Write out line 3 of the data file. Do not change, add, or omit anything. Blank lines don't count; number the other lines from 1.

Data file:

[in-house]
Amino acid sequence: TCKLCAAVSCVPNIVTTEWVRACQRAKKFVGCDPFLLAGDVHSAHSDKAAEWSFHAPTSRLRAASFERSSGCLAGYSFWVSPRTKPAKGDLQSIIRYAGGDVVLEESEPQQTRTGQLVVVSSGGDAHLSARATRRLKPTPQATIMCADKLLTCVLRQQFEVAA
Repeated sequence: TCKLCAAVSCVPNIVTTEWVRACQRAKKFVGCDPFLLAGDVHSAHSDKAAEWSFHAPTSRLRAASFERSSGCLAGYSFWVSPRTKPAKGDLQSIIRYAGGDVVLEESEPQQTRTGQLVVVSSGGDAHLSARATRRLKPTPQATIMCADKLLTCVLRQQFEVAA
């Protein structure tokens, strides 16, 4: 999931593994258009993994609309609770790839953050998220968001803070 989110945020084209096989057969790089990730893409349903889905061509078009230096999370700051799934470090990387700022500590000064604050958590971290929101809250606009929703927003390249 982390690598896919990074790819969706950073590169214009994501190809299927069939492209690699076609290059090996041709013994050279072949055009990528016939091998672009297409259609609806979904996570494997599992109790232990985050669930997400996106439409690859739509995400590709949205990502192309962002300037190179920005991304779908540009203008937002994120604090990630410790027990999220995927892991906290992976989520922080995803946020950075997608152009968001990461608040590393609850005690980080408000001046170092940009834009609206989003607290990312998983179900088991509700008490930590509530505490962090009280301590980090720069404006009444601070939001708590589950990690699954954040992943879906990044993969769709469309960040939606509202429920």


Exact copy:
Repeated sequence: TCKLCAAVSCVPNIVTTEWVRACQRAKKFVGCDPFLLAGDVHSAHSDKAAEWSFHAPTSRLRAASFERSSGCLAGYSFWVSPRTKPAKGDLQSIIRYAGGDVVLEESEPQQTRTGQLVVVSSGGDAHLSARATRRLKPTPQATIMCADKLLTCVLRQQFEVAA